Day 4 of the ‘Debuts’ Blogathon, hosted by myself and Chris at Terry Malloy’s Pigeon Coop, and today we welcome the contribution of Cindy from Cindy Bruchman. As Cindy’s site states, she talks about places, movies and books (she’s a published author for goodness sake!). Her film posts spotlight interesting topics and she publishes some really interesting articles. Head on over there and see what I’m talking about.
Play Misty For Me (1971)
Clint Eastwood starred and directed Play Misty for Me in 1971. It was a psychological thriller about a stalker who fell hard for Eastwood’s character, Dave Garver, a disk jockey at a California radio station. Jessica Walter played the pretty fan who calls in when Garver is on the air and requests to hear the jazz song Misty.
The film popularized the Johnny Mathis version and was Eastwood’s choice for the film and it functioned as an effective contrast. The cozy melody was associated with a sexy, female voice and became the ice breaker in an ‘accidental’ meeting in a bar and the one-night-stand. From there, Evelyn’s harmless personality transformed into a descent into psychotic fury punctuated with the butcher knife that should scare any man from succumbing to the one-night-stand; the plot was revisited in the 1980s version, Fatal Attraction. The confident, soft female who is casual and percolates passion. She lures the man to ecstasy but returns with an emasculating vengeance.
Play Misty for Me was a compelling, low-budget film that made Eastwood millions. As director, the film allowed him a new playground with which to play, and over the years his films employed trademark techniques that have made him one of the most commercially successful directors to date.
As a director, Eastwood’s status has grown to heights rarely seen in the history of movie making. His reputation as a man’s man and his sex appeal – he was 50 when he starred in Play Misty for Me and his filming of the sex scene with Donna Mills at the waterfall showed tasteful eroticism with a romantic sensibility – has wooed women for decades.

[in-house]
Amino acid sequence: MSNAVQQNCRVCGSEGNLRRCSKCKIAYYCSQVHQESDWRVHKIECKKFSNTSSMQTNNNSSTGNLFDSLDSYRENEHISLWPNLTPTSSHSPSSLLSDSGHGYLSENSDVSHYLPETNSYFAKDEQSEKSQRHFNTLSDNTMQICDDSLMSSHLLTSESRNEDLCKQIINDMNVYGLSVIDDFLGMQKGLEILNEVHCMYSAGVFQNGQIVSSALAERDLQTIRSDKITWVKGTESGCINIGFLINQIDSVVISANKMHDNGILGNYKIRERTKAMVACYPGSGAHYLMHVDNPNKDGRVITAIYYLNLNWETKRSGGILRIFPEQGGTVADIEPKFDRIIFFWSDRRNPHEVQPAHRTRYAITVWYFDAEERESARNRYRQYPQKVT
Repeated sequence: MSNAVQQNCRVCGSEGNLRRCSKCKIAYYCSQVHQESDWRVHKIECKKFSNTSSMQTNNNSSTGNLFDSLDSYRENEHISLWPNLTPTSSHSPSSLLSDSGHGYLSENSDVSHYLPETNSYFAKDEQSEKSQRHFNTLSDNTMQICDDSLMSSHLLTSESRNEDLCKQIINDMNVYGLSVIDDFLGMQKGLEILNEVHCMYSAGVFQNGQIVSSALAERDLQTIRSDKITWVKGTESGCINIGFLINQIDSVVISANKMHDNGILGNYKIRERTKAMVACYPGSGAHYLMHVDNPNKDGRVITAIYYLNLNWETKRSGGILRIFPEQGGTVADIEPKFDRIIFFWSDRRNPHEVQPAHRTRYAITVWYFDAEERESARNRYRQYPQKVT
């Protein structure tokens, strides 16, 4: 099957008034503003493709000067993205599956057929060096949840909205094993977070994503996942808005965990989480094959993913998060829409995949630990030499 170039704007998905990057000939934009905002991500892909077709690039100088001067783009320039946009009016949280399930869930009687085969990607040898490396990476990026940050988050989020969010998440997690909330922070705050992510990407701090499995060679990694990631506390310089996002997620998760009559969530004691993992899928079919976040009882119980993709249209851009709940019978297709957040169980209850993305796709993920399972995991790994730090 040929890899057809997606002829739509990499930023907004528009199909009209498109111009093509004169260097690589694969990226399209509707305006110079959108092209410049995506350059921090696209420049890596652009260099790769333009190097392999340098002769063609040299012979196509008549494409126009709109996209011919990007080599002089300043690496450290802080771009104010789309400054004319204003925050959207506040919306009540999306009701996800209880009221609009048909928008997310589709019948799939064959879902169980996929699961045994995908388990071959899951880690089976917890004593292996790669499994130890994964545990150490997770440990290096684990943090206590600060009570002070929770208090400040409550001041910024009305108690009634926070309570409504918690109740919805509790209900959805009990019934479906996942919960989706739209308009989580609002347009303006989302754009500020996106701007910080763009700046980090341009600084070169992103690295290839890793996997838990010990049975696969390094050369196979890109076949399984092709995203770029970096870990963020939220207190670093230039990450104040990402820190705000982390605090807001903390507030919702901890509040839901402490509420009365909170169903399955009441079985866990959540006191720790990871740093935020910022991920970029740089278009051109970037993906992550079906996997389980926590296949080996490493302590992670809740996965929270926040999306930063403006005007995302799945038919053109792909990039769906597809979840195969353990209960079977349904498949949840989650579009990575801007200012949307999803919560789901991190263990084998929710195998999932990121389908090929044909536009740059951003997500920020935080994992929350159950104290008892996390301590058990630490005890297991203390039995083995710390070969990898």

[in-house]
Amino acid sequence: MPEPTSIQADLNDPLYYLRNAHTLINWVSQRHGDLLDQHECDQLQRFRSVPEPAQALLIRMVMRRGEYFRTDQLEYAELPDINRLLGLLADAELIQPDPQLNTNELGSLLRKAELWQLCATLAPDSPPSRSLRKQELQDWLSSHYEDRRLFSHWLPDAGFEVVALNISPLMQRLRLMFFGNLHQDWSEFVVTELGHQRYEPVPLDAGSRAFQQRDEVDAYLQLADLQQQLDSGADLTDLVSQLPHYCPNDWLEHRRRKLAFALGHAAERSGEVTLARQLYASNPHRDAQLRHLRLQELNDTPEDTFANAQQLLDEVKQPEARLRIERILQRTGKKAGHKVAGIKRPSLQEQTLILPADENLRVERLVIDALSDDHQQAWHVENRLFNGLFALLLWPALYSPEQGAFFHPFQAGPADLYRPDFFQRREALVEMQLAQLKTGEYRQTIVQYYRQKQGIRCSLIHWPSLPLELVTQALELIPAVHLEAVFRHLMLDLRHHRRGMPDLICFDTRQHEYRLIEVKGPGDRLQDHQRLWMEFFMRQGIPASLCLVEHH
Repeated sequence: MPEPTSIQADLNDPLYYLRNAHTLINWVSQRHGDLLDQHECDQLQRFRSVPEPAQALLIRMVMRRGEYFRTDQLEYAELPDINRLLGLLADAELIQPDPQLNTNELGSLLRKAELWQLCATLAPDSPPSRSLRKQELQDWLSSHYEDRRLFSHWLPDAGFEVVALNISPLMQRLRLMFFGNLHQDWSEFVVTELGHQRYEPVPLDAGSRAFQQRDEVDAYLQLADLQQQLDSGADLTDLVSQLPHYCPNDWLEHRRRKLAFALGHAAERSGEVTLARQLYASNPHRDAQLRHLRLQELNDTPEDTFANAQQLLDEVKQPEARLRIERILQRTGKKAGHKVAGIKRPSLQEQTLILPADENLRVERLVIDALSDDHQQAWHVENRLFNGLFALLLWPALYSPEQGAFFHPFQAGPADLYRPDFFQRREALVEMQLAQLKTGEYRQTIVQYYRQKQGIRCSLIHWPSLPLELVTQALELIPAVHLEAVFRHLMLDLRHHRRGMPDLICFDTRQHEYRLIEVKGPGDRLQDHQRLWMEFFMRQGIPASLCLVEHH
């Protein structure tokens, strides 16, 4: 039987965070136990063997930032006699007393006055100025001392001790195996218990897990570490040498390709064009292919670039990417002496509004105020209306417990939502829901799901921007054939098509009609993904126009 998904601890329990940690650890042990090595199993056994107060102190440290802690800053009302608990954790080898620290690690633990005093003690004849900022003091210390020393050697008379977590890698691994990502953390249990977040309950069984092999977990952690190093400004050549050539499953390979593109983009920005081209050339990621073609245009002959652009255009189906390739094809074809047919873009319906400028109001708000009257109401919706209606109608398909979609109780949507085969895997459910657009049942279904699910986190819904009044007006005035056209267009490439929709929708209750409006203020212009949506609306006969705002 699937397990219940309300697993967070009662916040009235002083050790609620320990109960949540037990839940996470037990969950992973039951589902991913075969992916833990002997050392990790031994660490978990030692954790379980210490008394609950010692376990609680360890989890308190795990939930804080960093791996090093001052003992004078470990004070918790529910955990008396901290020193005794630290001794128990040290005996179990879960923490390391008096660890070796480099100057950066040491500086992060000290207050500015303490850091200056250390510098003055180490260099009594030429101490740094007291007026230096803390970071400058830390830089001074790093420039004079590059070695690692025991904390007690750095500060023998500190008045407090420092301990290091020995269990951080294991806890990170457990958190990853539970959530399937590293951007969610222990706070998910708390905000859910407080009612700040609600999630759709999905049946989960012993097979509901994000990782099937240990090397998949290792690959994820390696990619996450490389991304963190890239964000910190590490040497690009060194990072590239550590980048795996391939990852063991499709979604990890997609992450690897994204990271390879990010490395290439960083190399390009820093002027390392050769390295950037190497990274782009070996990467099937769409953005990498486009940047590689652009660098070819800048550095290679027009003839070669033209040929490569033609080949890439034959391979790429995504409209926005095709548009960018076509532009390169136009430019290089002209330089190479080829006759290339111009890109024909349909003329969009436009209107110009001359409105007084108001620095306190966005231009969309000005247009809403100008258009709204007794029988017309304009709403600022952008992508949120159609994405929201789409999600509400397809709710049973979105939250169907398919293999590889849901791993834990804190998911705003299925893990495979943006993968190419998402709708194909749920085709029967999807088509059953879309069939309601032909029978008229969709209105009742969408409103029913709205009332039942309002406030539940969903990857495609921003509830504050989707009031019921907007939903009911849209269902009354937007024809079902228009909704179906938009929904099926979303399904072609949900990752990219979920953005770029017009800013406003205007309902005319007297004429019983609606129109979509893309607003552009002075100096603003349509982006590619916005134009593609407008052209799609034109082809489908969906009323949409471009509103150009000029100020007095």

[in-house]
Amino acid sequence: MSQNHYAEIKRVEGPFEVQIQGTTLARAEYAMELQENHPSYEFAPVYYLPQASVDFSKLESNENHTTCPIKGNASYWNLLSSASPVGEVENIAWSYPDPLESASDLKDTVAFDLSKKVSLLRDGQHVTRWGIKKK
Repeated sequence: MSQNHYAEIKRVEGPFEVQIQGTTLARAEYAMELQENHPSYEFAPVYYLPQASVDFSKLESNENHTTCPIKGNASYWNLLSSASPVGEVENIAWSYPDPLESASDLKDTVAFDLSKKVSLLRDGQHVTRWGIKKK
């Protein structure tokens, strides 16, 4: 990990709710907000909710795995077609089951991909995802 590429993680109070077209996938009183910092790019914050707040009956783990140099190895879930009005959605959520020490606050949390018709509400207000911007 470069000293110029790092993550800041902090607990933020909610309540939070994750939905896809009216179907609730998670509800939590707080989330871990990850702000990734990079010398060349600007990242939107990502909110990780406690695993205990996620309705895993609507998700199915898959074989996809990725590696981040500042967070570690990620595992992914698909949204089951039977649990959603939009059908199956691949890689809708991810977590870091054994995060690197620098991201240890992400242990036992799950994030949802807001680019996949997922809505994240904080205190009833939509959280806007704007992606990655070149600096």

His stature grew as a director after winning the Best Director Oscar for Unforgiven (1992). Eastwood owned the 2000s, with Best Director Oscar nominations for Mystic River (2003), Million Dollar Baby (2004), Letters from Iwo Jima (2006) and Gran Torino (2008).
When you watch an Eastwood film, there are similarities in his directing technique. His camera follows the story through the perceptions of one protagonist. Through sensory variation, his films are beautiful because you see, hear, smell, and touch the setting through the camera lens. This first person telling allows the viewer to share, and therefore, enter the film.
Eastwood loves contrast. He loves to highlight a body part while the rest is in the dark. You will hear the character talking but only see a hand or a shoulder. He likes to use his setting to the max. For example, he will plant signs around the set that enhance the theme of the film. Remember in Million Dollar Baby all the signs in the boxing gym that reiterate key lines such as “Tough Ain’t Enough”, referring to Maggie, who had more heart than anyone on the planet? He likes to simulate the feelings of a character’s emotions with the movement of the camera. If the agonized character expels fury, the camera shoots up the fury to the sky like in Mystic River.
Eastwood films feature misunderstood, strong characters who are alone in their world and rise from adversity. He loves the underdog. He often stars in his films and portrays the grumpy old-man who is trying to survive in a world that has changed too fast. If he isn’t the poster-boy for the angst of baby-boomers, I don’t know who is, for the man is the epitome of a generation when ‘real men don’t cry’ and his surly countenance hides a soft, romantic heart.
This desperado is a universal character and Hollywood’s long-enduring icon. At 83, he’s the manifestation of all his characters. I wish he were my neighbour; we’d listen to jazz music, drink and watch the sunset. I bet his stories are amazing just like his career.
Over at Terry Malloy’s Pigeon Coop, Armando from Film Police has the unenviable task of dissecting David Lynch’s mind-warping debut Eraserhead. Check it out!
Meanwhile, check back here tomorrow for Day 5, when Naomi at She Speaks Movies takes at look at Bong Joon-ho’s 2000 debut Barking Dogs Never Bite.